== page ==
My initial impressions were positive. I liked the simple compact design and the well executed finish. The textured white paint seems to be reasonably tough and does not show marks or fingerprints like a smooth gloss finish. The tripod is height adjustable with simple threaded toggle clamps. The range of adjustment measured from the centre of the altitude axis to the floor is 865mm to 1365mm. Measuring to the top of the tripod, the range is 710mm to 1210mm. The plastic tripod spreader bars are hinged to a short threaded central post that accepts the small accessory tray, secured by a round hand nut. My first thought was that they had skimped on the accessory tray as it is quite small and light and does not improve the stability of the mount in any way like on some other Vixen tripods. On the other hand I soon realised that the small tray size means the tripod legs can still fold in to each other without having to remove the tray from the spreader bars. This is consistent with a design that can be left set up ready to go and makes getting the tripod and mount with telescope easier to get out the door in one piece. The tray is still big enough for a couple of eyepieces and lens caps. It would not be too difficult to make a larger tray if required.
The altitude/azimuth head consists of a “L” shaped aluminium casting with 2 friction clutches mounted perpendicular to each other. The friction clutches are fixed but the friction pressure or feel can be adjusted by means of a small hex head grub screw on each one. What makes the Porta unique to my knowledge is the combination of slow motion controls with the friction clutches. This means the telescope can be pointed roughly by simply moving the tube assembly manually by means of the sliding friction clutches. Then fine positioning and tracking of objects is achieved via the slow motion controls (120 teeth worm gears) on each axis. In practice this works very well. Set up is as simple as walking out the back door with the complete telescope and tripod in one hand. The two plastic knobs for fine control are the same and simply slide on to the D shaped ends of the shaft. Either end of each control shaft can accept the knob allowing the user greater convenience depending on your preference.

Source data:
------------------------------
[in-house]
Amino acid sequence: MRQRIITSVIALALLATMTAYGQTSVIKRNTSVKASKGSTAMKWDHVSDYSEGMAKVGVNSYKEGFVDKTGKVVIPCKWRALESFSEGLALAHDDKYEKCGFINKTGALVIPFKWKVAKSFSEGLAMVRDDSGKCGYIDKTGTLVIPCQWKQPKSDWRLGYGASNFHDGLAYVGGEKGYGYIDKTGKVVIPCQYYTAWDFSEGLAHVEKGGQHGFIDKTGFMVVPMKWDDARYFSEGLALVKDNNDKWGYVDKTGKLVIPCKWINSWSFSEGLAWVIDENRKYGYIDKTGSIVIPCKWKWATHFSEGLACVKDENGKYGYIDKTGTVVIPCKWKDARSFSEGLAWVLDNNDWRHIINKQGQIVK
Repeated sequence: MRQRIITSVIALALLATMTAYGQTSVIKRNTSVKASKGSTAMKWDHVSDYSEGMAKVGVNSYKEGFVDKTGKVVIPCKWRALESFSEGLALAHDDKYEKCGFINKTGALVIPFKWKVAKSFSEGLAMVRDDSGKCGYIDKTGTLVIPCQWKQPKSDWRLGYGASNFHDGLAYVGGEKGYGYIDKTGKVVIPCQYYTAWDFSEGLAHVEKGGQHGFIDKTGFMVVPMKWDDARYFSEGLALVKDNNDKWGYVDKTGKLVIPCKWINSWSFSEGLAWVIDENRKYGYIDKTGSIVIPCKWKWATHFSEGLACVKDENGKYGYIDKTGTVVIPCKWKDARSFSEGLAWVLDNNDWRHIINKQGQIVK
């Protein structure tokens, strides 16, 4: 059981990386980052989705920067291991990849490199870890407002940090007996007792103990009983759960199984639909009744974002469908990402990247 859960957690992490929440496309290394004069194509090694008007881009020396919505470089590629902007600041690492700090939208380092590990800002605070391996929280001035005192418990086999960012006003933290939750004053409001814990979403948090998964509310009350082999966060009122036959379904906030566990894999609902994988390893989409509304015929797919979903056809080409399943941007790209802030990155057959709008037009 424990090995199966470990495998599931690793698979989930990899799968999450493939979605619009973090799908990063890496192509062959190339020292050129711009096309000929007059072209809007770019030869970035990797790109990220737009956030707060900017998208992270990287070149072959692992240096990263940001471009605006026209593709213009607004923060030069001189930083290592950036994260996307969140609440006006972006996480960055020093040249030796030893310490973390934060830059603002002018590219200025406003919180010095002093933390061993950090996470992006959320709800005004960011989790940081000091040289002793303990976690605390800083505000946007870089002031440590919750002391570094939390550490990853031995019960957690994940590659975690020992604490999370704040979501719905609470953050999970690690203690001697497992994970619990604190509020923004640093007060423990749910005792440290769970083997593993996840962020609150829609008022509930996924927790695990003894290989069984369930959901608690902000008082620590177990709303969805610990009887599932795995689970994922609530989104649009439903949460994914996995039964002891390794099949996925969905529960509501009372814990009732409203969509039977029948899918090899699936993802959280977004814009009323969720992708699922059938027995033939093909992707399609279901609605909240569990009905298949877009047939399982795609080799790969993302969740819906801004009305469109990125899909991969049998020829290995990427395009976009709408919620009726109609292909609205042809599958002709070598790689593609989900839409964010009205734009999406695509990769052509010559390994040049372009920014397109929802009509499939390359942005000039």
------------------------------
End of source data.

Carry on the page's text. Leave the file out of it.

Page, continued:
Mounting optical tube assembly
The Porta uses the standard Vixen dovetail clamp which has been copied by other manufacturers and as such has become one of the industry standards. There is a main hand operated set screw to lock the telescope dovetail in to place with a secondary smaller set screw as a safety back-up. The clamp plate can be removed from the mount to reveal some threaded holes (¼” x 20tpi and 8mm x1.25) which would allow for customized mounting options. Also the clamp plate can be repositioned to other angles with relation to the control shaft.